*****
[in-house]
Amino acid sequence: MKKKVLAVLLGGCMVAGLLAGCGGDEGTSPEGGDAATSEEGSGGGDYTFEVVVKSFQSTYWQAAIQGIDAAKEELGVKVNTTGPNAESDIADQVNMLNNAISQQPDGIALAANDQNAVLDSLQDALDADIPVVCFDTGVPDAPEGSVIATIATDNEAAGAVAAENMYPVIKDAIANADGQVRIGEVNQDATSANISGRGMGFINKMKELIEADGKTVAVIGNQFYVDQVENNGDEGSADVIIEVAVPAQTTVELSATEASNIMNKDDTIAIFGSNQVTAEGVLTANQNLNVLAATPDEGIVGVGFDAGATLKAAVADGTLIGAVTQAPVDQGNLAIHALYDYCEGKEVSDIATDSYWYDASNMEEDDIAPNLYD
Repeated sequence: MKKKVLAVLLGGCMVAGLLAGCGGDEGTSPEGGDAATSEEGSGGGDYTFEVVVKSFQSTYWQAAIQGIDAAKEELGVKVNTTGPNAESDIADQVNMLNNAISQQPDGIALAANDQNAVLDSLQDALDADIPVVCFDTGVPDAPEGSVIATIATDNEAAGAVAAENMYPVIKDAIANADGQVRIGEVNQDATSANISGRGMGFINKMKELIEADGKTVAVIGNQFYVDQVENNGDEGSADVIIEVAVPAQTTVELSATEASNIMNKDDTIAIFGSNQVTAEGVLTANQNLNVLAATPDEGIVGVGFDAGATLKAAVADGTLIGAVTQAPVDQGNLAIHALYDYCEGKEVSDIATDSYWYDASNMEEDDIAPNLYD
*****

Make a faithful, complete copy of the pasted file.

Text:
[in-house]
Amino acid sequence: MKKKVLAVLLGGCMVAGLLAGCGGDEGTSPEGGDAATSEEGSGGGDYTFEVVVKSFQSTYWQAAIQGIDAAKEELGVKVNTTGPNAESDIADQVNMLNNAISQQPDGIALAANDQNAVLDSLQDALDADIPVVCFDTGVPDAPEGSVIATIATDNEAAGAVAAENMYPVIKDAIANADGQVRIGEVNQDATSANISGRGMGFINKMKELIEADGKTVAVIGNQFYVDQVENNGDEGSADVIIEVAVPAQTTVELSATEASNIMNKDDTIAIFGSNQVTAEGVLTANQNLNVLAATPDEGIVGVGFDAGATLKAAVADGTLIGAVTQAPVDQGNLAIHALYDYCEGKEVSDIATDSYWYDASNMEEDDIAPNLYD
Repeated sequence: MKKKVLAVLLGGCMVAGLLAGCGGDEGTSPEGGDAATSEEGSGGGDYTFEVVVKSFQSTYWQAAIQGIDAAKEELGVKVNTTGPNAESDIADQVNMLNNAISQQPDGIALAANDQNAVLDSLQDALDADIPVVCFDTGVPDAPEGSVIATIATDNEAAGAVAAENMYPVIKDAIANADGQVRIGEVNQDATSANISGRGMGFINKMKELIEADGKTVAVIGNQFYVDQVENNGDEGSADVIIEVAVPAQTTVELSATEASNIMNKDDTIAIFGSNQVTAEGVLTANQNLNVLAATPDEGIVGVGFDAGATLKAAVADGTLIGAVTQAPVDQGNLAIHALYDYCEGKEVSDIATDSYWYDASNMEEDDIAPNLYD